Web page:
Using Full Diaphragmatic Breathing to Optimize Your Well-Being

breathingHow many times per day do you think about your breathing? Most people will take over 23,000 breaths in a day, much more for those who are physically active. For many people, most if not all of those breaths are shallow and fill up only the top third of the lungs’ capacity. Focusing on achieving full diaphragmatic breaths throughout the day will relieve pain and anxiety and improve overall health.

What’s so important?

If you’re living, you’re breathing, so what’s the problem, right? I mentioned earlier that most people are only filling the top third of their lungs with every breath. While this accomplishes the minimum requirements for living, it does not activate our body’s entire mechanism for breathing, leaving the very powerful diaphragm laying dormant under our rib cage. During a full diaphragmatic breath, the diaphragm will do most of the work raising and lowering the rib cage, massage our internal organs, and engage the abdominal muscles. Without the diaphragm’s help, the entire movement of the rib cage is left to accessory breathing muscles located in the neck which results in sore, overworked neck muscles that develop head ache referring trigger points. These “tight” neck muscles also cause restrictions in blood flow to the brain which causes a lack of focus and overall decrease in brain activity. Taking a full breath can reduce pain beyond tired neck muscles by helping to bring the body away from “fight or flight” sympathetic mode and into “rest and digest” parasympathetic mode thus inhibiting pain receptors and reducing stress and anxiety. Increasing the capacity of your breath will result in better stamina, increased circulation, and faster healing time for illness and injury.

Taking a Full Breath

A full diaphragmatic breath can be broken down into three stages: the stomach, lateral rib cage, and chest. We’ll break it down and focus on one section at a time before blending the process into one full breath.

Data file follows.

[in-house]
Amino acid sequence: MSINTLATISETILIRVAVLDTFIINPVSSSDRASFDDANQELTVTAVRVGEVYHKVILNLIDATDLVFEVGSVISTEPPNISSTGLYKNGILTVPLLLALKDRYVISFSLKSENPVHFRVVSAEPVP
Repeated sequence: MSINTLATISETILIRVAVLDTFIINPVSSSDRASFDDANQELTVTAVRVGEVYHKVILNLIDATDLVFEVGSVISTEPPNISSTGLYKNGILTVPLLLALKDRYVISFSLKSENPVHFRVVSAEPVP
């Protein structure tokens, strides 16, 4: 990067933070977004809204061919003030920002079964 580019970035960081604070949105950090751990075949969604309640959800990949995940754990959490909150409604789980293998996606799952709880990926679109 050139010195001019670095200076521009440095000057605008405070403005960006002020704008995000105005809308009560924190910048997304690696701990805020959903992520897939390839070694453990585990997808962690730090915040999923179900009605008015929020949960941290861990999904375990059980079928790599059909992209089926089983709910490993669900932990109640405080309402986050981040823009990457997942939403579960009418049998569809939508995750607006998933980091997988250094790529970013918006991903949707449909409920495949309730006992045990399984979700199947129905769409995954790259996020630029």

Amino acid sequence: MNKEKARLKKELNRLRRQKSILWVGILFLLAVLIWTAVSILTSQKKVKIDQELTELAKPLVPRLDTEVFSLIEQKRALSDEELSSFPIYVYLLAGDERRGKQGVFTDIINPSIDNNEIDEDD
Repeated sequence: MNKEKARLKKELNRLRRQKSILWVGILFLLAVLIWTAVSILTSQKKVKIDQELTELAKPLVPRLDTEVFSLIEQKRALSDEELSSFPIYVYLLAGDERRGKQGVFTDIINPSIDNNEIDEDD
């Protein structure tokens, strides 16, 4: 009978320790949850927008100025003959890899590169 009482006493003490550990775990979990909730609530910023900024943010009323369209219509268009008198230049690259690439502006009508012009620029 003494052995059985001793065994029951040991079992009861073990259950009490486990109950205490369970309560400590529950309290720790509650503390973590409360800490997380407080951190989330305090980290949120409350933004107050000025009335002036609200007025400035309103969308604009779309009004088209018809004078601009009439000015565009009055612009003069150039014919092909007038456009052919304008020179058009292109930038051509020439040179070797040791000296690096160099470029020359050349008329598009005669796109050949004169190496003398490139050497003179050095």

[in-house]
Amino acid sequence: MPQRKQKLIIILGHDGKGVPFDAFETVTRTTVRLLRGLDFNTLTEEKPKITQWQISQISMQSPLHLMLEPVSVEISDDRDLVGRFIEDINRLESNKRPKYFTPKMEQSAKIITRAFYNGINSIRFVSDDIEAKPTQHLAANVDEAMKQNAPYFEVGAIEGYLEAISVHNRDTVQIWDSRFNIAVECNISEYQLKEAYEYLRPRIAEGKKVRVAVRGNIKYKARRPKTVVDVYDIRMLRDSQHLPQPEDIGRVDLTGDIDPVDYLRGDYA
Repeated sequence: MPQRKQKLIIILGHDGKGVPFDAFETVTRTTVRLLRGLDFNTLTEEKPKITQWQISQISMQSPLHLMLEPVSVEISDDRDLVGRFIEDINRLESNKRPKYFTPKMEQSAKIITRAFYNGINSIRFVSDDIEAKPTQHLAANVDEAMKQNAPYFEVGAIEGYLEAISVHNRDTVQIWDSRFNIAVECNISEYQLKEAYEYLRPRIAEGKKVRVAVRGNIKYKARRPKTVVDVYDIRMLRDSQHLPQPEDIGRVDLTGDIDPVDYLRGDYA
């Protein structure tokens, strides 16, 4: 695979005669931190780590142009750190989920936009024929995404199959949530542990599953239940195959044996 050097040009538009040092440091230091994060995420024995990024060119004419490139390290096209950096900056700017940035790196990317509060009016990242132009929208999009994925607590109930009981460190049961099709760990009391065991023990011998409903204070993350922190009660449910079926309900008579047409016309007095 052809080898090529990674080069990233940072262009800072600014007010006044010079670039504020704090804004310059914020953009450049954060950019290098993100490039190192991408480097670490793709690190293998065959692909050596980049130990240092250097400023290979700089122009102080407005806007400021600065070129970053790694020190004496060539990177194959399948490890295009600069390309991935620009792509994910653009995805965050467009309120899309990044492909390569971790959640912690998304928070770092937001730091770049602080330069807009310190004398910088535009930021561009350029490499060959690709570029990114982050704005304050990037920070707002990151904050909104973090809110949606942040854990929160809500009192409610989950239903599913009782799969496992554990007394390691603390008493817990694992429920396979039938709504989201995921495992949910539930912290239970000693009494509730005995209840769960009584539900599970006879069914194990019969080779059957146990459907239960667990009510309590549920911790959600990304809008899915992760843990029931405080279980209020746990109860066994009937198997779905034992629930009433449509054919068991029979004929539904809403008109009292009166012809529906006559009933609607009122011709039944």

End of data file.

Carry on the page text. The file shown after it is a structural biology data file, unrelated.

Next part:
Start by laying on your back. Give yourself a minute or two to get comfortable and relaxed and think about slowing down your breathing. Once you’re relaxed, rest yourhands over your belly button and start inhaling through your nose. Focus on directingyour intake all the way down to your stomach so it lifts your hands with every inhale. Slowly exhale through your mouth at the same rate of inhale. Do this at least 10 times or until it feels natural to draw your breath all the way down, making sure it’s the air lifting your hands and not just your abdominal muscles.

Once you’re comfortable, move your hands to your sides around the level of a bra strap. Using the same method of slowly inhaling through the nose, exhaling through the mouth, this time focus on directing your breath to push your rib cage outward. Yourhands should feel the rib cage moving up and out with each inhale. Once you’re comfortable with this phase, move your hands to your chest, just below the collar bone. This time, focus on directing your breath to raise your hands. This will be the most shallow phase of this exercise.

Once you’re able to isolate each aspect of a full diaphragmatic breath you can move on to blend these into one full, deep, breath. With a long and slow inhale through the nose and using your hands to guide, first fill the stomach, then the rib cage, then the chest. Exhale slow through the mouth and feel for the chest drop, then rib cage, and finally the stomach.

It will take practice to feel comfortable and natural will a full diaphragmatic breath. Although it’s unlikely you’ll always breath this way, doing so for a minute or two in times of stress or while exercising will have far reaching benefits for your mind, body, and emotional state.


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